Made a Sin Offering for Us

Made a Sin Offering for Us

You may have been told, or you may have heard, that Yeshua (Jesus) took on our sins so that he literally became sin for us while we have become righteous in the sight of God, as if we had never sinned.

One of the verses used to bolster this blasphemous theology was, perhaps unsurprisingly, written by Paul the apostle, in 2 Corinthians 5:21. A typical rendering of this verse can be seen in, for instance, the WEB translation, as follows:

For him who knew no sin he made to be sin on our behalf; so that in him we might become the righteousness of God. (II Corinthians 5:21)

By ignoring an important meaning of the word ’sin’ in both Greek and Hebrew, the translators have twisted the meaning of Paul’s words.

The correct translation goes like this:

The one knowing no sin, he made a sin offering on our behalf, so that we might become the righteousness of God through him.

The word-for-word translation of this verse is shown in figure 1, demonstrating how Paul deliberately uses the word ’sin’ in two different ways. This is one of Paul’s signature rhetorical devices.


Figure 1: 2 Corinthians 5:21. A word-for-word translation.

How do we know that this is what Paul meant?

First, we know that in Hebrew, and in the ancient Greek Septuagint translation, ’sin’ is used in the sense of ’sin offering’, and is an important meaning of the word. Refer to Leviticus 4:8, being one example of this (see figure 2).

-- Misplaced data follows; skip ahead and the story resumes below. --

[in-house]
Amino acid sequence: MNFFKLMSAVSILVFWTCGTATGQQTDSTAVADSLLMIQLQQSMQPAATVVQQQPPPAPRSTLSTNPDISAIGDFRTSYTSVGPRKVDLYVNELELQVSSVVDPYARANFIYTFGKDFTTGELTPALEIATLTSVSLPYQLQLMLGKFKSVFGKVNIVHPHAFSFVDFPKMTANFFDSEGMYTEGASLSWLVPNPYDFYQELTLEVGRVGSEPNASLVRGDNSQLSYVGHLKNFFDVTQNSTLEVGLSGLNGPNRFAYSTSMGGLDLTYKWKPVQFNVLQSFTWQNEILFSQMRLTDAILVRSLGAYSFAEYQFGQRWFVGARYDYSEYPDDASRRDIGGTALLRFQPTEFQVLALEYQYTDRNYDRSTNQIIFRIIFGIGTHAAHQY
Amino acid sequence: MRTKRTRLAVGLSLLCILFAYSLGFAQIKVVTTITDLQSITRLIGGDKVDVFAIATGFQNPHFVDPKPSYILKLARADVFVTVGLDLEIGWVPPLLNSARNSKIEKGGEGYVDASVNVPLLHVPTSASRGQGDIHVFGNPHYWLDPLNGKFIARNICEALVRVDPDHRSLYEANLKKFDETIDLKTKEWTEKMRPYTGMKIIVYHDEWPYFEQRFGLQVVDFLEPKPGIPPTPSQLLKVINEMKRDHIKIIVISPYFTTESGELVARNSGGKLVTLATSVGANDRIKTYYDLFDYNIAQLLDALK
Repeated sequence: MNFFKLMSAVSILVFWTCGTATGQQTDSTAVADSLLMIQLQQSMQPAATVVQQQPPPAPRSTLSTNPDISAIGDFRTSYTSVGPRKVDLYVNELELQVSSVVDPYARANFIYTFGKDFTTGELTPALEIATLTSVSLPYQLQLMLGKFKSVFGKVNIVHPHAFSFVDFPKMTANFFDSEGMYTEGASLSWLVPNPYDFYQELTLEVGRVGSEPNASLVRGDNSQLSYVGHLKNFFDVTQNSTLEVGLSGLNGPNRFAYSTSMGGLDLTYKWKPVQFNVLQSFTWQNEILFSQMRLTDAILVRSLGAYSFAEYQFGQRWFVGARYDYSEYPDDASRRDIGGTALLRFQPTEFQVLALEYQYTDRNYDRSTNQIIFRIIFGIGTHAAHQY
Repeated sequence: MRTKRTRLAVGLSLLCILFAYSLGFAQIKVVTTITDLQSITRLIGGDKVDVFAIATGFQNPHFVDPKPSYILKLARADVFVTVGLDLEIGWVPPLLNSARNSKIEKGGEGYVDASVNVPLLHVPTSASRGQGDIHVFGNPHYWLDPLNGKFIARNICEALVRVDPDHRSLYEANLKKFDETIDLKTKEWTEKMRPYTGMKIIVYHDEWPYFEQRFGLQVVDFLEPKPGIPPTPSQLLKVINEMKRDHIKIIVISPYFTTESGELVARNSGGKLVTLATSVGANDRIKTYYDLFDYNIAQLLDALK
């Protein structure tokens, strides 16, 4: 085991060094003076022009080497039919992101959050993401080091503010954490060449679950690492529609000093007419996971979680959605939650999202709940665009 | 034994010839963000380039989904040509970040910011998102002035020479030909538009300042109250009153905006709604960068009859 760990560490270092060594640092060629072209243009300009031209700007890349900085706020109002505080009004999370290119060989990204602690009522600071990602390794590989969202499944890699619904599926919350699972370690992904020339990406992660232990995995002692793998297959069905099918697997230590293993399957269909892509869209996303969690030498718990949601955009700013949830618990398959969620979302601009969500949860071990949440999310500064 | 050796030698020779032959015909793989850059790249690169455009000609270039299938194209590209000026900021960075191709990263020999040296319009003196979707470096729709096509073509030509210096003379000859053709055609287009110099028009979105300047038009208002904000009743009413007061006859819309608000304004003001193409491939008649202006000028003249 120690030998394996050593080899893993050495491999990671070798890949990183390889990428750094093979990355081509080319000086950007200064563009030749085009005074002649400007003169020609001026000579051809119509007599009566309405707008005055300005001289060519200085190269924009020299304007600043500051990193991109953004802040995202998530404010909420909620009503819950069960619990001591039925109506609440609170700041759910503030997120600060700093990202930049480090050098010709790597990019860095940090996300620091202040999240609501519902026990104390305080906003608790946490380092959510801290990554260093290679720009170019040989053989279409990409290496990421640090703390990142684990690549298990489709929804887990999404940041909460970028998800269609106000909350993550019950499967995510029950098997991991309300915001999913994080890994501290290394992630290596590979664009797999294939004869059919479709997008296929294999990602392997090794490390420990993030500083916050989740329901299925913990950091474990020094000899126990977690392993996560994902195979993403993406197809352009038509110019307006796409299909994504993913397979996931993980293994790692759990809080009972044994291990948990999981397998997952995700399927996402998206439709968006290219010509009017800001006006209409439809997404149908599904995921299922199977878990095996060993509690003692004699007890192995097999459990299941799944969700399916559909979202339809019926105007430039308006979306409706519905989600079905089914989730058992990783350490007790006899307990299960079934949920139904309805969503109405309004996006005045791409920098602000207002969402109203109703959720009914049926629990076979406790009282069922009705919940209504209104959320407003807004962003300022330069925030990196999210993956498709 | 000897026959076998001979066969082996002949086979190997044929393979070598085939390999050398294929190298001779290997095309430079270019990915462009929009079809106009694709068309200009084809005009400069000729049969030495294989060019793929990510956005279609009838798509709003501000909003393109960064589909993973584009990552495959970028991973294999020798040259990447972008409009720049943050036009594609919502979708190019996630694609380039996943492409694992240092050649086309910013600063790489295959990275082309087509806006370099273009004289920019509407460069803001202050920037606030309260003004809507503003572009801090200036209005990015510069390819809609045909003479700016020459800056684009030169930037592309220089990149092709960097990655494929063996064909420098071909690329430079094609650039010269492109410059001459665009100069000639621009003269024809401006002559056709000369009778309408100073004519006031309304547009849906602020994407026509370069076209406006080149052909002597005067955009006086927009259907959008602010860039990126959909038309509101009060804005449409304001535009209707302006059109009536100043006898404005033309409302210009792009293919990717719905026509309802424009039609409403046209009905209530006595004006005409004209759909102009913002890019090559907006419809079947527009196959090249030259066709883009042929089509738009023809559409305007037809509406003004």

Second, knowing this meaning of the word ’sin’, Paul’s verse makes perfect sense, unlike the idea of a person becoming “sin”, which makes very little sense at all.

Third, the idea is blasphemous that Yeshua, God-in-the-flesh, actually, literally, became sin on our behalf. It is also blasphemous to claim that God can believe a fiction that his innocent Son became guilty of our sins, while we became innocent of them. It is blasphemous, because God is the God of truth, and not of fiction. It is blasphemous also because there is no sin in God.

Fourth, once the blasphemous interpretation, believed by many Christians, is ruled out, we are left with only one interpretation of ’sin’ that could make any sense whatsoever, and that is: Yeshua took our place and received in his body the punishment that we ourselves deserve because we are guilty of sinning against God. And what does that describe? It describes a sin offering.


Figure 2: Leviticus 4:8, showing the Greek (and Hebrew) usage of ’sin’ to mean ’sin offering’.


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Author: David K. Trudgett

Updated: 2019-03-19 Tue 19:37 UTC+1100